I've also been picking Docket up. He doesn't love it, but it's helping him "self soothe". That's when an animal or person learns to calm themselves down instead of going into "fight or flight". Many animals (including people) are hard-wired to feel reassured by steady pressure. It's part of why most of us like hugs, and some people find heavy sweaters, weighted vests or blankets comforting.
These days I can pick Docket up and carry him around his room. We go to the window and watch the cars and birds. I can keep holding him as I sit down, and he sometimes lets me give him a head massage while he's on my lap. He's making incremental progress each week.
I'm convinced once he's in the right environment, Docket will become even calmer. He may never become a lap cat (but I wouldn't rule it out) but he'll be a fabulous companion. He wants to please - oh, how he wants to please - and he has worked so hard for every step of his progress. He deserves someone who will work just as hard with him and give him a safe, loving, quiet home.
Docket's been with us 497 days. It's time. Please reach out to us if you'd like to know more about this special boy or if you'd like to visit him.
Also, RappCats needs more volunteers to work with cats like Docket! It makes a big difference in how quickly they're adopted. Let us know if you want to be trained to work with traumatized cats. It takes patience and a weekly commitment but the rewards are tremendous.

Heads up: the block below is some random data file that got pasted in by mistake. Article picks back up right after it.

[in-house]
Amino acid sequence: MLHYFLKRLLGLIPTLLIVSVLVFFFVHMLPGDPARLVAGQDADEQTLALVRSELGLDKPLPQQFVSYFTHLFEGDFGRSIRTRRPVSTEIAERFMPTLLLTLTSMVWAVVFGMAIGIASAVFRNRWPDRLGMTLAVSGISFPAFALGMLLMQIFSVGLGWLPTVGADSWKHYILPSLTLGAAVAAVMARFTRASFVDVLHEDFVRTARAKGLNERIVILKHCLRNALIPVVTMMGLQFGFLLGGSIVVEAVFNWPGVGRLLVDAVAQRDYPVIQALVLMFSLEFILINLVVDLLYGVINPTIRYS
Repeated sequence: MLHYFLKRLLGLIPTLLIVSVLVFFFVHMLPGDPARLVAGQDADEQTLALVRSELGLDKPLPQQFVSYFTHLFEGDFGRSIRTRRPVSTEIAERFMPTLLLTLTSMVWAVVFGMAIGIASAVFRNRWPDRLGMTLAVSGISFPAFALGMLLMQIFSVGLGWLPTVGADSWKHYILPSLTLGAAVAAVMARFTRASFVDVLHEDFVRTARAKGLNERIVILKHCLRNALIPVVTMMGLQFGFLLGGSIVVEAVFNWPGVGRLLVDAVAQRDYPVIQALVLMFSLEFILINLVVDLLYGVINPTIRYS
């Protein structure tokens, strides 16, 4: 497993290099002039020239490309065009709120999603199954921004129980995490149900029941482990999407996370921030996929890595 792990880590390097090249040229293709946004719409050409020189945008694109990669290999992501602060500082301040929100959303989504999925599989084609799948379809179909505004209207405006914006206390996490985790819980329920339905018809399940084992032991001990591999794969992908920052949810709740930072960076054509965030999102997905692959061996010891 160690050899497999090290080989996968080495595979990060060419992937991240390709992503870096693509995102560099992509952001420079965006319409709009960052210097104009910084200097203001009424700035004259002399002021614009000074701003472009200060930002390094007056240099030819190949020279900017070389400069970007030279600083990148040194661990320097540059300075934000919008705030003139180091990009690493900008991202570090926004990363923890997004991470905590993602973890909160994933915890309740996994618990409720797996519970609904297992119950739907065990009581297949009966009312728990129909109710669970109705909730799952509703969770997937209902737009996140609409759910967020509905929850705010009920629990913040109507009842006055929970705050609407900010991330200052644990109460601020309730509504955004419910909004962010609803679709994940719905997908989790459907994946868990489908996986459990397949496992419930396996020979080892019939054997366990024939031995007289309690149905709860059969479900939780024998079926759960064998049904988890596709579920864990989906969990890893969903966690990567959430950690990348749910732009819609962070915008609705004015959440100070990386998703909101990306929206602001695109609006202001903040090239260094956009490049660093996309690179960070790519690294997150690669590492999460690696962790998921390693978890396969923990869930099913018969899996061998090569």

The day Docket discovered himself in the camera.
As always, thanks for reading my blog and many thanks to all of your who support our work. We could not do it without you!
Meow for now! Kitty kisses!
RappCats relies entirely on private donations
from animal lovers like you. If you'd like to contribute to Docket's or our other cats' shelter, medical, and care expenses, please consider a donation. We can't do what we do without your support.
Please send this blog to your friends & family, and post it on social media so others will understand our work, and can choose to support RappCats.
We thank you from the bottom of our hearts!
Donations in the form of checks and money orders are also accepted and can be sent to:
RappCats P.O. Box 307 Washington, VA 22747
We have a supply "Wish List" on Chewy's website.
Click on their logo below if you'd like to see what we currently need.